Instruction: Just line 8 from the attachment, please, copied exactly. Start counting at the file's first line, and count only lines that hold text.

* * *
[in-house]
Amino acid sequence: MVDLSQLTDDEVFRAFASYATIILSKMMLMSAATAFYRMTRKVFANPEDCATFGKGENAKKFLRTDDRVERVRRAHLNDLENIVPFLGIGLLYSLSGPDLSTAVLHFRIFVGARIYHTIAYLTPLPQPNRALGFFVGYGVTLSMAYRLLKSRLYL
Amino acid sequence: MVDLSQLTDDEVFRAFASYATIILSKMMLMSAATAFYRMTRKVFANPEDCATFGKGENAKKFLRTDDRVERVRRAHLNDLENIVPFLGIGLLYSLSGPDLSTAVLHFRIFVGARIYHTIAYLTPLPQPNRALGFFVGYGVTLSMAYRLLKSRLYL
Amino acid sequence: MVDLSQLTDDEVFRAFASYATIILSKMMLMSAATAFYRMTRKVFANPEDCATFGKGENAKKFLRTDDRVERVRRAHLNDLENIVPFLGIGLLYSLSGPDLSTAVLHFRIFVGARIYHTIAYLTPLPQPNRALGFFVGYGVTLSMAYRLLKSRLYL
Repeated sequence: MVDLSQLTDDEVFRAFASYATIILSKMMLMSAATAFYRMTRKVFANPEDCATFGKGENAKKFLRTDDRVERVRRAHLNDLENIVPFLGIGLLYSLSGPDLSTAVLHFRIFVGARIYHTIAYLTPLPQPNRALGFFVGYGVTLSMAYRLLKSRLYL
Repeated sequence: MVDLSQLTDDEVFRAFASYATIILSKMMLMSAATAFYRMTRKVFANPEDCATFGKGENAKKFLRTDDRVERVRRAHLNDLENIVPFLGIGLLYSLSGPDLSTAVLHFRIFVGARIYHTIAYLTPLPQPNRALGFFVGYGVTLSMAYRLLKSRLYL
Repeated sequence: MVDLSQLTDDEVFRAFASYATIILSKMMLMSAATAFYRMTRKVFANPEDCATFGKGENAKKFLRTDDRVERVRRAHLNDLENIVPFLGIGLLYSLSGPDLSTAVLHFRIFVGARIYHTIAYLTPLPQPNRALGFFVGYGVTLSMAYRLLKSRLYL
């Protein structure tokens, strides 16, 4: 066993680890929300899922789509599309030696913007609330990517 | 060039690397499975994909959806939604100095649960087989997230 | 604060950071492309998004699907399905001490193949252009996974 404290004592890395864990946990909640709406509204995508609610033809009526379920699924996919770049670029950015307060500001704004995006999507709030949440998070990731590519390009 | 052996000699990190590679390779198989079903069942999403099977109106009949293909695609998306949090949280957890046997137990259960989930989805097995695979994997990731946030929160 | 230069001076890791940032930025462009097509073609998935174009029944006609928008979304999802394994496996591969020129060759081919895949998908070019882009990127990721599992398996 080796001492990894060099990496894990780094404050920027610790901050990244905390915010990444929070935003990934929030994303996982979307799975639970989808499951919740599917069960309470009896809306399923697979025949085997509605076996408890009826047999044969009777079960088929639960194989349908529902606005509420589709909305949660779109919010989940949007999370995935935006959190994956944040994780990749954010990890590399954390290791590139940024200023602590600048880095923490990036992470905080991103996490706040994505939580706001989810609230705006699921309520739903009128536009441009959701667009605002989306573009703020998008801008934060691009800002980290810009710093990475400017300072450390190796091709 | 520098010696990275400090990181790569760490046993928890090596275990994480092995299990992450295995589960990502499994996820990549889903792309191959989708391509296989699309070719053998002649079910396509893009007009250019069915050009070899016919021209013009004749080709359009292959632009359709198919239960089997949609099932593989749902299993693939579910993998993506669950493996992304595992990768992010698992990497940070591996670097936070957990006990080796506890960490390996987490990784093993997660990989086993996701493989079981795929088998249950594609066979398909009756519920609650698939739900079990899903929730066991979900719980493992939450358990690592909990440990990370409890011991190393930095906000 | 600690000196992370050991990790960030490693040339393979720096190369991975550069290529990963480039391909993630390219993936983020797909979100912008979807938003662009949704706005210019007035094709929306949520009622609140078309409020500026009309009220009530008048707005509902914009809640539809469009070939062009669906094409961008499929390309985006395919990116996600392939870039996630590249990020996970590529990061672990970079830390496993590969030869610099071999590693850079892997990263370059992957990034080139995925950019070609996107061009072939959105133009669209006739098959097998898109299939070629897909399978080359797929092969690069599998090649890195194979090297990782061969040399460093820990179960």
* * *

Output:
């Protein structure tokens, strides 16, 4: 066993680890929300899922789509599309030696913007609330990517 | 060039690397499975994909959806939604100095649960087989997230 | 604060950071492309998004699907399905001490193949252009996974 404290004592890395864990946990909640709406509204995508609610033809009526379920699924996919770049670029950015307060500001704004995006999507709030949440998070990731590519390009 | 052996000699990190590679390779198989079903069942999403099977109106009949293909695609998306949090949280957890046997137990259960989930989805097995695979994997990731946030929160 | 230069001076890791940032930025462009097509073609998935174009029944006609928008979304999802394994496996591969020129060759081919895949998908070019882009990127990721599992398996 080796001492990894060099990496894990780094404050920027610790901050990244905390915010990444929070935003990934929030994303996982979307799975639970989808499951919740599917069960309470009896809306399923697979025949085997509605076996408890009826047999044969009777079960088929639960194989349908529902606005509420589709909305949660779109919010989940949007999370995935935006959190994956944040994780990749954010990890590399954390290791590139940024200023602590600048880095923490990036992470905080991103996490706040994505939580706001989810609230705006699921309520739903009128536009441009959701667009605002989306573009703020998008801008934060691009800002980290810009710093990475400017300072450390190796091709 | 520098010696990275400090990181790569760490046993928890090596275990994480092995299990992450295995589960990502499994996820990549889903792309191959989708391509296989699309070719053998002649079910396509893009007009250019069915050009070899016919021209013009004749080709359009292959632009359709198919239960089997949609099932593989749902299993693939579910993998993506669950493996992304595992990768992010698992990497940070591996670097936070957990006990080796506890960490390996987490990784093993997660990989086993996701493989079981795929088998249950594609066979398909009756519920609650698939739900079990899903929730066991979900719980493992939450358990690592909990440990990370409890011991190393930095906000 | 600690000196992370050991990790960030490693040339393979720096190369991975550069290529990963480039391909993630390219993936983020797909979100912008979807938003662009949704706005210019007035094709929306949520009622609140078309409020500026009309009220009530008048707005509902914009809640539809469009070939062009669906094409961008499929390309985006395919990116996600392939870039996630590249990020996970590529990061672990970079830390496993590969030869610099071999590693850079892997990263370059992957990034080139995925950019070609996107061009072939959105133009669209006739098959097998898109299939070629897909399978080359797929092969690069599998090649890195194979090297990782061969040399460093820990179960």